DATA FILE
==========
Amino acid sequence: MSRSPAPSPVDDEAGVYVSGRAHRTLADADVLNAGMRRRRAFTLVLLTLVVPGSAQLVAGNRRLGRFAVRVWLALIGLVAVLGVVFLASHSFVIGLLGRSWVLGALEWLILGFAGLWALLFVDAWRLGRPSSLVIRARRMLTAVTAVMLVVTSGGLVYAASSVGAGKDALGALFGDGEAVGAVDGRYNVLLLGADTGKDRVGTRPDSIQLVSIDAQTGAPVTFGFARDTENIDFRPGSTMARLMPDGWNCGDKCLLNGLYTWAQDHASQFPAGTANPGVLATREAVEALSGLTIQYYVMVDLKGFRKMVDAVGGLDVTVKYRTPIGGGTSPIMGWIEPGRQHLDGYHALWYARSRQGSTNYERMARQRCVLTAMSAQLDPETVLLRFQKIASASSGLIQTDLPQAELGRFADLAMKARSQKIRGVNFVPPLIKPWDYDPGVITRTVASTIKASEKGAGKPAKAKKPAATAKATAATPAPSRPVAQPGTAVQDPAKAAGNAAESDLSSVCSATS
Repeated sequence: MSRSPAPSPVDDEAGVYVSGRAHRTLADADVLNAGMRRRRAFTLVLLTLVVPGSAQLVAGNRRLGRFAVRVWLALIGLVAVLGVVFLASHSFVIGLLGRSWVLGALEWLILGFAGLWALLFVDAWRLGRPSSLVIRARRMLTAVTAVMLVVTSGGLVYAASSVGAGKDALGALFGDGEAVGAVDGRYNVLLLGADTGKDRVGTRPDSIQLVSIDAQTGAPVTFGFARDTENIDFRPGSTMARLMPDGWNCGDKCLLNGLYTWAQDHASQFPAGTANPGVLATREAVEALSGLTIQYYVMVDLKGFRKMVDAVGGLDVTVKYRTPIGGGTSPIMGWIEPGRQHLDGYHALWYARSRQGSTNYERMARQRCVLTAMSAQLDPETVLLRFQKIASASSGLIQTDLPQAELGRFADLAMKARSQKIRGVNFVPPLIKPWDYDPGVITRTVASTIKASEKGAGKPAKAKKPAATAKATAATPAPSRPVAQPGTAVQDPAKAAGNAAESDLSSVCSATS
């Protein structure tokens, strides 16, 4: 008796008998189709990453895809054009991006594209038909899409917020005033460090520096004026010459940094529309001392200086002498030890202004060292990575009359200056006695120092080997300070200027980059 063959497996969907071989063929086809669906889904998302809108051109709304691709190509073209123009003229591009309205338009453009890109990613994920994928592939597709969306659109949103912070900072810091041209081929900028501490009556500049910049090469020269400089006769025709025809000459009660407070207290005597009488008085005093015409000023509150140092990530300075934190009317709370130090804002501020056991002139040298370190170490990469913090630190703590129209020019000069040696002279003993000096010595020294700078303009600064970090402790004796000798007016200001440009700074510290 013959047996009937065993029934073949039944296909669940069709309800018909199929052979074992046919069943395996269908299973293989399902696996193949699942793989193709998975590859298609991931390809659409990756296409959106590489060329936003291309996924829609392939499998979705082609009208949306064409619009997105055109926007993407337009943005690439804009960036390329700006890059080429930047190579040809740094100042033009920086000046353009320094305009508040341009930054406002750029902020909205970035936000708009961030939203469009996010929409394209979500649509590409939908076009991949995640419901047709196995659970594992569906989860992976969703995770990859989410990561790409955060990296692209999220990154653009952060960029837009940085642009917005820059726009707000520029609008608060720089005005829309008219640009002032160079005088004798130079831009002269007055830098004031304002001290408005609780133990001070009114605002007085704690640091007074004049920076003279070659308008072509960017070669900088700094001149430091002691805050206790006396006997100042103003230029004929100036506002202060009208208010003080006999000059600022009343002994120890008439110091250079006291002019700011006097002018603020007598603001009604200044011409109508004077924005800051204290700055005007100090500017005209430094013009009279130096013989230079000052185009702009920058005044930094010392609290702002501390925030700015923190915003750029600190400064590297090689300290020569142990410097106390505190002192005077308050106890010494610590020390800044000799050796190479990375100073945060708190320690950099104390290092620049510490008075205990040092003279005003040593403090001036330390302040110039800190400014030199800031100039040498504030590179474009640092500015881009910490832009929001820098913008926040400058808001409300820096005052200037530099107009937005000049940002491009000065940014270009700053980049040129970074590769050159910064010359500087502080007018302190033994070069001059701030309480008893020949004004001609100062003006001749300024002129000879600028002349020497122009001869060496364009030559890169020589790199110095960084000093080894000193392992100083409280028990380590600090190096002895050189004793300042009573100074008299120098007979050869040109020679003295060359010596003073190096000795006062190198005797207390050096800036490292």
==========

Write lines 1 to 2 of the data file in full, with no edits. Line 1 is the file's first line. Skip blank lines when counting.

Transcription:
Amino acid sequence: MSRSPAPSPVDDEAGVYVSGRAHRTLADADVLNAGMRRRRAFTLVLLTLVVPGSAQLVAGNRRLGRFAVRVWLALIGLVAVLGVVFLASHSFVIGLLGRSWVLGALEWLILGFAGLWALLFVDAWRLGRPSSLVIRARRMLTAVTAVMLVVTSGGLVYAASSVGAGKDALGALFGDGEAVGAVDGRYNVLLLGADTGKDRVGTRPDSIQLVSIDAQTGAPVTFGFARDTENIDFRPGSTMARLMPDGWNCGDKCLLNGLYTWAQDHASQFPAGTANPGVLATREAVEALSGLTIQYYVMVDLKGFRKMVDAVGGLDVTVKYRTPIGGGTSPIMGWIEPGRQHLDGYHALWYARSRQGSTNYERMARQRCVLTAMSAQLDPETVLLRFQKIASASSGLIQTDLPQAELGRFADLAMKARSQKIRGVNFVPPLIKPWDYDPGVITRTVASTIKASEKGAGKPAKAKKPAATAKATAATPAPSRPVAQPGTAVQDPAKAAGNAAESDLSSVCSATS
Repeated sequence: MSRSPAPSPVDDEAGVYVSGRAHRTLADADVLNAGMRRRRAFTLVLLTLVVPGSAQLVAGNRRLGRFAVRVWLALIGLVAVLGVVFLASHSFVIGLLGRSWVLGALEWLILGFAGLWALLFVDAWRLGRPSSLVIRARRMLTAVTAVMLVVTSGGLVYAASSVGAGKDALGALFGDGEAVGAVDGRYNVLLLGADTGKDRVGTRPDSIQLVSIDAQTGAPVTFGFARDTENIDFRPGSTMARLMPDGWNCGDKCLLNGLYTWAQDHASQFPAGTANPGVLATREAVEALSGLTIQYYVMVDLKGFRKMVDAVGGLDVTVKYRTPIGGGTSPIMGWIEPGRQHLDGYHALWYARSRQGSTNYERMARQRCVLTAMSAQLDPETVLLRFQKIASASSGLIQTDLPQAELGRFADLAMKARSQKIRGVNFVPPLIKPWDYDPGVITRTVASTIKASEKGAGKPAKAKKPAATAKATAATPAPSRPVAQPGTAVQDPAKAAGNAAESDLSSVCSATS